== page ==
Ibotta isn’t well known in Silicon Valley, but it probably should be.
The startup, which is based in Denver, lets shoppers get cash back via the Ibotta app when they buy certain products at participating grocers and retailers. It may be unsexy — no “on-demand” or subscription here — but it is currently in the Top 20 free shopping apps in both the Apple and Google app stores.
In recent years, however, Ibotta wanted to start playing a role in e-commerce rebates, too. Two years ago, it tried sending its app users to the mobile websites of retailers to complete purchases, but it killed the experiment because the experience had some kinks.
Now, it just added a selection of popular shopping apps to its cash rebate program — ones like Groupon, Jet and the Costco-like grocery app Boxed. The app gives rewards — say, 5 or 15 percent cash back — just for shopping on these apps, with the apps giving Ibotta a referral fee for bringing sales to them. Ibotta says it drove $1 million in sales to its app partners in the first week of the program.
To make the program function on the tech side, Ibotta is working with deep-linking startup Button, which lets shoppers click from one app to a specific point or product page within another app. After a purchase, the Ibotta user quickly is notified of their cash reward. If an Ibotta user doesn’t have one of the partnering apps on their phone, Button works behind the scenes to help them install it.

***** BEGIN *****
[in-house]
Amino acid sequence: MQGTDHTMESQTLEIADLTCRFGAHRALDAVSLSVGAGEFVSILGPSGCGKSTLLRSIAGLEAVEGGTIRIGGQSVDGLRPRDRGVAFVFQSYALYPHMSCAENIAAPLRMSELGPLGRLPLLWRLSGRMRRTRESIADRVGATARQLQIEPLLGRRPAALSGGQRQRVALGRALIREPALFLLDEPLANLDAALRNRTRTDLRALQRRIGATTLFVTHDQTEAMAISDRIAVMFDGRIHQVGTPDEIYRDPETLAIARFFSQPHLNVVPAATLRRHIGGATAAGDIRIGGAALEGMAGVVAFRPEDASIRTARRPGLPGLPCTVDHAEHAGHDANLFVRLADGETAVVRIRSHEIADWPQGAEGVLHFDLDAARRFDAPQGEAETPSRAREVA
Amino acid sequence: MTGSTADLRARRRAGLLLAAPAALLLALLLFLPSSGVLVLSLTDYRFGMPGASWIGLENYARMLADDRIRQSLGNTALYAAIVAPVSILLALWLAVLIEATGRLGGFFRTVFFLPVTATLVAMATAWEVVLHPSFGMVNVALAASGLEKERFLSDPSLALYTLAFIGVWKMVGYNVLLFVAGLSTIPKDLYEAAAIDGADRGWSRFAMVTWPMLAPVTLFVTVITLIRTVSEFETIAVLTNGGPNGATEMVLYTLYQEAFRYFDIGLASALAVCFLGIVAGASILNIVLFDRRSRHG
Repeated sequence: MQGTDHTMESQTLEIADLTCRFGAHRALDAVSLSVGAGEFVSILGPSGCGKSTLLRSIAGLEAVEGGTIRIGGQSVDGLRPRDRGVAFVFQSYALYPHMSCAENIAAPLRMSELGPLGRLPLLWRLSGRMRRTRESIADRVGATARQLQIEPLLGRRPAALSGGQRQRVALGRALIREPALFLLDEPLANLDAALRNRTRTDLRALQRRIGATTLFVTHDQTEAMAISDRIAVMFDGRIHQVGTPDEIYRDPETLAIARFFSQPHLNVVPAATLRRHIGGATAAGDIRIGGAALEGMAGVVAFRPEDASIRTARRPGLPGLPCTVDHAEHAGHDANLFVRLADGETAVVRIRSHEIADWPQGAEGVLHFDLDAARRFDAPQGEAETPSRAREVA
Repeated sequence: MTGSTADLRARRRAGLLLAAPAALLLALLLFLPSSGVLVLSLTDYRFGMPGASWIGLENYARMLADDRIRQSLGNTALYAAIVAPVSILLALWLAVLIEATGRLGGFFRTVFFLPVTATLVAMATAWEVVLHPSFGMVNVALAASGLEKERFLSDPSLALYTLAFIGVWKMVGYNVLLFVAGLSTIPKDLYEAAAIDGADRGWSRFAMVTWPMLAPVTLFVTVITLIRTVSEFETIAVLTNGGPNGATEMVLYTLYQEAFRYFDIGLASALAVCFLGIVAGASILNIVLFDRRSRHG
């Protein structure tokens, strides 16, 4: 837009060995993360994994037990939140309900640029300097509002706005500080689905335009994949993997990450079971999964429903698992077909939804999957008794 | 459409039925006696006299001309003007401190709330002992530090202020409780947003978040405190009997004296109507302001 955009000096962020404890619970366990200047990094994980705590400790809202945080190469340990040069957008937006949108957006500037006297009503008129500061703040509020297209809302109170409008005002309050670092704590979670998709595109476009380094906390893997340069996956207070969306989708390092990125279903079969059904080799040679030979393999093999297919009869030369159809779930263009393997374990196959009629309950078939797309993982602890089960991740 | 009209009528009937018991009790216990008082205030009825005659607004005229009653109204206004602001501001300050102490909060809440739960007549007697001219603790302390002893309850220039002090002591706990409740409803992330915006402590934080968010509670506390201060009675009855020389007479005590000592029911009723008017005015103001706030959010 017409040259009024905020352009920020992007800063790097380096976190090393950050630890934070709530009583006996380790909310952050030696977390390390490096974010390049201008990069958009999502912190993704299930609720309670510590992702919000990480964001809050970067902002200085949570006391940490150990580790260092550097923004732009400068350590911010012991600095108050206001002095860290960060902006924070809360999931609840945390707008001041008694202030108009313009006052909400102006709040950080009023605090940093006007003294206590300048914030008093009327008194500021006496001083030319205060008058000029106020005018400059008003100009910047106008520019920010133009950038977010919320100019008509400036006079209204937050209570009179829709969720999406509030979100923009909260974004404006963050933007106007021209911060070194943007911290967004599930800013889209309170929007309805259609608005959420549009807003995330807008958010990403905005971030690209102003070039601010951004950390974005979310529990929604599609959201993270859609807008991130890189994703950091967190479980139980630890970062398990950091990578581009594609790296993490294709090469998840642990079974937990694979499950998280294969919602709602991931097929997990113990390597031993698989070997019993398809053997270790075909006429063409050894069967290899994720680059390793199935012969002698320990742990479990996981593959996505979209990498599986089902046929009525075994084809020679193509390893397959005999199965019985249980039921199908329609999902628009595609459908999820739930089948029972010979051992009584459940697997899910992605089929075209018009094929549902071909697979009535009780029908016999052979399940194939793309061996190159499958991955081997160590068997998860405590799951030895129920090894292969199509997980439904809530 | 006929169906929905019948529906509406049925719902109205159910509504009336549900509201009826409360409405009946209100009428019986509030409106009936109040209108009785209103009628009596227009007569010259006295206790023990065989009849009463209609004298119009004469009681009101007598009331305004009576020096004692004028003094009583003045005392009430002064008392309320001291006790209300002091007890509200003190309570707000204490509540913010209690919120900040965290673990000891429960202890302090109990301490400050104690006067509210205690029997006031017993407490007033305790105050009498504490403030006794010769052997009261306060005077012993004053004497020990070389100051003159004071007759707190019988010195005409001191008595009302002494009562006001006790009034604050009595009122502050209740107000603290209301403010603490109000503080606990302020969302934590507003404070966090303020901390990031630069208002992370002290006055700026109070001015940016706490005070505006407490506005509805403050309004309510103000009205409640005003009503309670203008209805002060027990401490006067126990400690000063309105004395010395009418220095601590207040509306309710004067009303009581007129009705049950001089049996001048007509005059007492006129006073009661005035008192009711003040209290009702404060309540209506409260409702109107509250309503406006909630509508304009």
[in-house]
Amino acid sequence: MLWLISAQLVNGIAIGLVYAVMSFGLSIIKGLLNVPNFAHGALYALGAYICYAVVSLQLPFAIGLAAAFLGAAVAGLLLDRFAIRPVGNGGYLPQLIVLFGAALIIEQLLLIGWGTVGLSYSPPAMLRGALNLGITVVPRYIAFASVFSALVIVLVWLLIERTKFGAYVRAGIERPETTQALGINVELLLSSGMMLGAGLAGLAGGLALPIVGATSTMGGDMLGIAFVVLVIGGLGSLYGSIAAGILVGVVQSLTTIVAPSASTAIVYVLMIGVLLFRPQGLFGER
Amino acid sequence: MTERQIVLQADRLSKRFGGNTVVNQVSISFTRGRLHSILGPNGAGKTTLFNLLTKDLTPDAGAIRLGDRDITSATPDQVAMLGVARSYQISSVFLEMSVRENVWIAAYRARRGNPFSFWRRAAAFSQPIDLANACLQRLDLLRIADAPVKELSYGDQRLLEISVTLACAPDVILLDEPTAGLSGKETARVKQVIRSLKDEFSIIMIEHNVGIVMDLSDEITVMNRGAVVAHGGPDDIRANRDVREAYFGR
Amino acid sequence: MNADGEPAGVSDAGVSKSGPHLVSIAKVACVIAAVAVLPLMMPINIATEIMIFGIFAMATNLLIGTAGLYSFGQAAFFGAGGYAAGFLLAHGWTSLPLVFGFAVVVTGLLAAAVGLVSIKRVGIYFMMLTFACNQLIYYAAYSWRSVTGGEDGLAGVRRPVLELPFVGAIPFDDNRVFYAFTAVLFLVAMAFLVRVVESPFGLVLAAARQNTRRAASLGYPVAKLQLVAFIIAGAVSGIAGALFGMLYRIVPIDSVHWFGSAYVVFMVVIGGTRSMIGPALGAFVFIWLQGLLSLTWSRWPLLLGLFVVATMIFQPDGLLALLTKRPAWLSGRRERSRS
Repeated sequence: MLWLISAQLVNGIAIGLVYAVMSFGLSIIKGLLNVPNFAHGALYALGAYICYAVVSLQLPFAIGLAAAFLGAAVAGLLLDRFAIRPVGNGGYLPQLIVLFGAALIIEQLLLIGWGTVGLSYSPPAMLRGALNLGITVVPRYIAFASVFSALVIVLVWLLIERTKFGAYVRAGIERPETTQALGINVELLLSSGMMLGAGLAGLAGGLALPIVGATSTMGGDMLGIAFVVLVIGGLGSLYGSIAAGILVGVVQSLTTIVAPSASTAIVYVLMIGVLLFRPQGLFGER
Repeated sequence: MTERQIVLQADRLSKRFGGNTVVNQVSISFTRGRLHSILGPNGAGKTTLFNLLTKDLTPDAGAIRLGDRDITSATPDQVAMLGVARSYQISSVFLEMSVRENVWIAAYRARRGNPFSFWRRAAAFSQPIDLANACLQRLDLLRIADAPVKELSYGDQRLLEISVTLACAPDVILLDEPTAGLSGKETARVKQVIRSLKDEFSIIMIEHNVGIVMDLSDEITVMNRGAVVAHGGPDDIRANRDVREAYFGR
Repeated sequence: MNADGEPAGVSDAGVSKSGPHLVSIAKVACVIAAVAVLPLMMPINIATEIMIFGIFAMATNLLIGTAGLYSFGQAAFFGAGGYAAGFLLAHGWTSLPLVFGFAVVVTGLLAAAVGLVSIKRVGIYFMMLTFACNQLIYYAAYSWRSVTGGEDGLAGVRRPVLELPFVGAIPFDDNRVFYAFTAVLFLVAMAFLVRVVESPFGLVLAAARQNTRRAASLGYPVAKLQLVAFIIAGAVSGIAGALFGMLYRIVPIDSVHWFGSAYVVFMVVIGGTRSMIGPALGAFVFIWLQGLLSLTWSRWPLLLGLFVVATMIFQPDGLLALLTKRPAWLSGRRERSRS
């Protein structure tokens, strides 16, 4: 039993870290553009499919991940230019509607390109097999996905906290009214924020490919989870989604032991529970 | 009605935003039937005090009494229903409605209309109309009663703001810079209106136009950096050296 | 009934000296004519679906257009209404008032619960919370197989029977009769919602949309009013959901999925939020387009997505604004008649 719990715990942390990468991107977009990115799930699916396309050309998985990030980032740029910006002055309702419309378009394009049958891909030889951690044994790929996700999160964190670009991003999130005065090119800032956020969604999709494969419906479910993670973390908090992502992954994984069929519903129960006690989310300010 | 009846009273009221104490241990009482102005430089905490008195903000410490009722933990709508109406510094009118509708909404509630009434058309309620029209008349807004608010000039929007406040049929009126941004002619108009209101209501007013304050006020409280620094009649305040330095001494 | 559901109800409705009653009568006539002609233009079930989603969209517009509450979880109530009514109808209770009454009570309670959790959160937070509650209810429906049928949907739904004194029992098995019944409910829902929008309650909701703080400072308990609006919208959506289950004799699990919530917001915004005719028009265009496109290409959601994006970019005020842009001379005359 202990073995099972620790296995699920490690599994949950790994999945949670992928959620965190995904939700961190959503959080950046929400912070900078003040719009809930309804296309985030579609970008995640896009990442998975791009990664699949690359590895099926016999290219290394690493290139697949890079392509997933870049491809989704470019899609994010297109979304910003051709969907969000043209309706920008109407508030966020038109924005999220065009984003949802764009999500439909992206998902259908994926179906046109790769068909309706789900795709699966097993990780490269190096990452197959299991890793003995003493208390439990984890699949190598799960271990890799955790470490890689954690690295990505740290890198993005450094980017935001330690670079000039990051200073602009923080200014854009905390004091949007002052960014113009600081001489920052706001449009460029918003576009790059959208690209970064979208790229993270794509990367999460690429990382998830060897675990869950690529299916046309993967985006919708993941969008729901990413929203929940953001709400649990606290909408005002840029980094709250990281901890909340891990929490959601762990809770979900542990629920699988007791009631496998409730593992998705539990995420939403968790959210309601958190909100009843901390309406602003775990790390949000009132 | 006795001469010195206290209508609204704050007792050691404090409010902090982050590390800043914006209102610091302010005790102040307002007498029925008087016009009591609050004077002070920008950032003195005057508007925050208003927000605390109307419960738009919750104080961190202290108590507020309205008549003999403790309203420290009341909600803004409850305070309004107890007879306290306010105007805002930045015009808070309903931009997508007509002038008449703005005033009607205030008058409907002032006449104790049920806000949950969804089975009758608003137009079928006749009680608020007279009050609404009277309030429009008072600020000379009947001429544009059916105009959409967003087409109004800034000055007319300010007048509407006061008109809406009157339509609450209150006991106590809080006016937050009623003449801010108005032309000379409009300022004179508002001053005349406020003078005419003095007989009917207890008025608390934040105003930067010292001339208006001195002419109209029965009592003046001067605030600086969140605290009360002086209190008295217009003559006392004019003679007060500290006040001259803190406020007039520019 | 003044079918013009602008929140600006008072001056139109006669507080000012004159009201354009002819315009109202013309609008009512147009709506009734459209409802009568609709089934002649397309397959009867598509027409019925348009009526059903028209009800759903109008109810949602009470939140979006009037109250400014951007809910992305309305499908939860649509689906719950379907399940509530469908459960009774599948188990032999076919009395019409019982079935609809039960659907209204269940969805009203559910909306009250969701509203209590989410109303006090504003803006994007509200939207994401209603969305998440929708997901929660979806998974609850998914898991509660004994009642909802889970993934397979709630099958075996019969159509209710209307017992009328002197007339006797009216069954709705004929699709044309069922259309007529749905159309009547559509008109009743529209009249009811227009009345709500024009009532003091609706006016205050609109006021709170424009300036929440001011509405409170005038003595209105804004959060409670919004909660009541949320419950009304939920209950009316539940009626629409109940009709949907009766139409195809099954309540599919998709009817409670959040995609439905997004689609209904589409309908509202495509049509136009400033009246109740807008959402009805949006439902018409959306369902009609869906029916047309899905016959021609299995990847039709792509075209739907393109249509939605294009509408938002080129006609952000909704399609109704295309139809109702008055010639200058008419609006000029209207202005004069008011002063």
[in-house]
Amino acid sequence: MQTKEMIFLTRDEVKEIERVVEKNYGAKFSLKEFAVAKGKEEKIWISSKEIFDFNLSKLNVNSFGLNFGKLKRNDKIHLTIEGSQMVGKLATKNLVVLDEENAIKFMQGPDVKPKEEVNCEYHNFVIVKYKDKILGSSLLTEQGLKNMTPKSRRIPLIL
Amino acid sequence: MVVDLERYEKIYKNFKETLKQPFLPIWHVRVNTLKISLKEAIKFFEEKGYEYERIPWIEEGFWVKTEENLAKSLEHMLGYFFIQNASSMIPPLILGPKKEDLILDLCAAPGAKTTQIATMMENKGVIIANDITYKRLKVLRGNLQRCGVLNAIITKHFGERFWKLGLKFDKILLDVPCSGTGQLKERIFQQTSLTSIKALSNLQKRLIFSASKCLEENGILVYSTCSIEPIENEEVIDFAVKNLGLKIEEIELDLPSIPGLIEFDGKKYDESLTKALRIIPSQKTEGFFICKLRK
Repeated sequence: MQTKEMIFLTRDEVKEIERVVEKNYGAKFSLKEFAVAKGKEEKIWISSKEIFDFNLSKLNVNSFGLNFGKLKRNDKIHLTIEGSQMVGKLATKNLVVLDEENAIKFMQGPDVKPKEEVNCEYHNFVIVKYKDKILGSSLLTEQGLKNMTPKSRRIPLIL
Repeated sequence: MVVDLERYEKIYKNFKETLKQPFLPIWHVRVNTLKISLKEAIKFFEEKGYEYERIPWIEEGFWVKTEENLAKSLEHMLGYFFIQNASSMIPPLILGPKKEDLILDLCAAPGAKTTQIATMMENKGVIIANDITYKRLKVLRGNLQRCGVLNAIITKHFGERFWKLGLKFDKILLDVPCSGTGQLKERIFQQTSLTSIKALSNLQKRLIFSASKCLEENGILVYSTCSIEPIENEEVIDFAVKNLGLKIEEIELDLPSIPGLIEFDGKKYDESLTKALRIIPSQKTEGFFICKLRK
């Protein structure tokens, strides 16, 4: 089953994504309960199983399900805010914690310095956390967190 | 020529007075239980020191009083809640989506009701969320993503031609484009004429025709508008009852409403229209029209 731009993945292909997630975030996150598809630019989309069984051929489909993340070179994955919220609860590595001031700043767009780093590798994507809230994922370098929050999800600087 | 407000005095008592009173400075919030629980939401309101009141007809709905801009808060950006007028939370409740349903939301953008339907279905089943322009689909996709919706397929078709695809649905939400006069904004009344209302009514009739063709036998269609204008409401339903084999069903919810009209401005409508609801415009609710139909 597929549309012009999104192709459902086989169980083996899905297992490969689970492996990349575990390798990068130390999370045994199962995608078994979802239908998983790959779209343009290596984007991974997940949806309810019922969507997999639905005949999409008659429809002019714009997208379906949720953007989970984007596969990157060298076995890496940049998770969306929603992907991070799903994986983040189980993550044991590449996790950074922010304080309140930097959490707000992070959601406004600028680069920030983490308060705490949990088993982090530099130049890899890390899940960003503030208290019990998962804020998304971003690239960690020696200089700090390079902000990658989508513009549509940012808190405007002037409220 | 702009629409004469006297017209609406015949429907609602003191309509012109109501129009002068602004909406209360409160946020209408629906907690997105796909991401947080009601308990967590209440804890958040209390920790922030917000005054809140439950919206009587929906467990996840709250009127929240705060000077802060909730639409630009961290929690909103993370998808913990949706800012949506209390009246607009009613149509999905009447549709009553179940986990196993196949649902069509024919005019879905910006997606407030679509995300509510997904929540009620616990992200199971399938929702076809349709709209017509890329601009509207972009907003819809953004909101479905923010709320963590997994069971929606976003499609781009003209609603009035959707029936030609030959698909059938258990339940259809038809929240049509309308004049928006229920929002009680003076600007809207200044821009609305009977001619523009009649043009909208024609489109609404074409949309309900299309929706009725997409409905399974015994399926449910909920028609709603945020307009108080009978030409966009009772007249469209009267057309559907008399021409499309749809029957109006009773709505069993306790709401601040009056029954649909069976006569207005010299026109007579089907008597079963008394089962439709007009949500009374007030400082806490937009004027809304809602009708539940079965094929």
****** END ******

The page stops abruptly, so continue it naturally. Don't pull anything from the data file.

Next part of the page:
From a technology standpoint, the program is miles ahead of the experiment it tried two years ago when it partnered with retailers’ mobile sites, according to CEO Bryan Leach.
“You’d have to pinch and zoom and you wouldn’t get immediate feedback that you had earned anything,” he said.
On Button’s back end, the shopping apps can set rules to determine different sized rebates for different customers; first-time users of their app may get 40 percent cash back while existing customers only 5 percent.
This approach, which he called “dynamic segmentation,” has largely been ignored in the world of affiliate networks in e-commerce up to now, Leach said. As a result, retailers are sometimes giving big discounts to customers who were going to shop with them anyway.
This article originally appeared on Recode.net.